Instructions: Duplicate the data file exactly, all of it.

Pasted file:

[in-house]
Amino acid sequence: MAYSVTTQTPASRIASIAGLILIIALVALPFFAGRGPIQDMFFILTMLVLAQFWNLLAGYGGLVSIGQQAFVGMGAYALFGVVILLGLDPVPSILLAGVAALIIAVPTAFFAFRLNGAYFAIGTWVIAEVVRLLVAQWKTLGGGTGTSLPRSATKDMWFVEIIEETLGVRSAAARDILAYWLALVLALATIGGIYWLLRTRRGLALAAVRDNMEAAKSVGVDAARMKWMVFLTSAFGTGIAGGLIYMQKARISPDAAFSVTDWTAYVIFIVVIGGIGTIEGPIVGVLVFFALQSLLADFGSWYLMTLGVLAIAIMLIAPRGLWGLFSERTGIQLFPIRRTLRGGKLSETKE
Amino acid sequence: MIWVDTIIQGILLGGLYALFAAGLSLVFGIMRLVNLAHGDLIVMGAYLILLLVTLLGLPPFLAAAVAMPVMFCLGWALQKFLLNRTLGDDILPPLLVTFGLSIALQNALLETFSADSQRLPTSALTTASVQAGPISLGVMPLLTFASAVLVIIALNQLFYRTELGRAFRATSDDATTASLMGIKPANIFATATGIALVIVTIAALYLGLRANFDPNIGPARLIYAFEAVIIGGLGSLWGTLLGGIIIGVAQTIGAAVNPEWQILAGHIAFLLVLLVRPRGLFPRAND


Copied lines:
[in-house]
Amino acid sequence: MAYSVTTQTPASRIASIAGLILIIALVALPFFAGRGPIQDMFFILTMLVLAQFWNLLAGYGGLVSIGQQAFVGMGAYALFGVVILLGLDPVPSILLAGVAALIIAVPTAFFAFRLNGAYFAIGTWVIAEVVRLLVAQWKTLGGGTGTSLPRSATKDMWFVEIIEETLGVRSAAARDILAYWLALVLALATIGGIYWLLRTRRGLALAAVRDNMEAAKSVGVDAARMKWMVFLTSAFGTGIAGGLIYMQKARISPDAAFSVTDWTAYVIFIVVIGGIGTIEGPIVGVLVFFALQSLLADFGSWYLMTLGVLAIAIMLIAPRGLWGLFSERTGIQLFPIRRTLRGGKLSETKE
Amino acid sequence: MIWVDTIIQGILLGGLYALFAAGLSLVFGIMRLVNLAHGDLIVMGAYLILLLVTLLGLPPFLAAAVAMPVMFCLGWALQKFLLNRTLGDDILPPLLVTFGLSIALQNALLETFSADSQRLPTSALTTASVQAGPISLGVMPLLTFASAVLVIIALNQLFYRTELGRAFRATSDDATTASLMGIKPANIFATATGIALVIVTIAALYLGLRANFDPNIGPARLIYAFEAVIIGGLGSLWGTLLGGIIIGVAQTIGAAVNPEWQILAGHIAFLLVLLVRPRGLFPRAND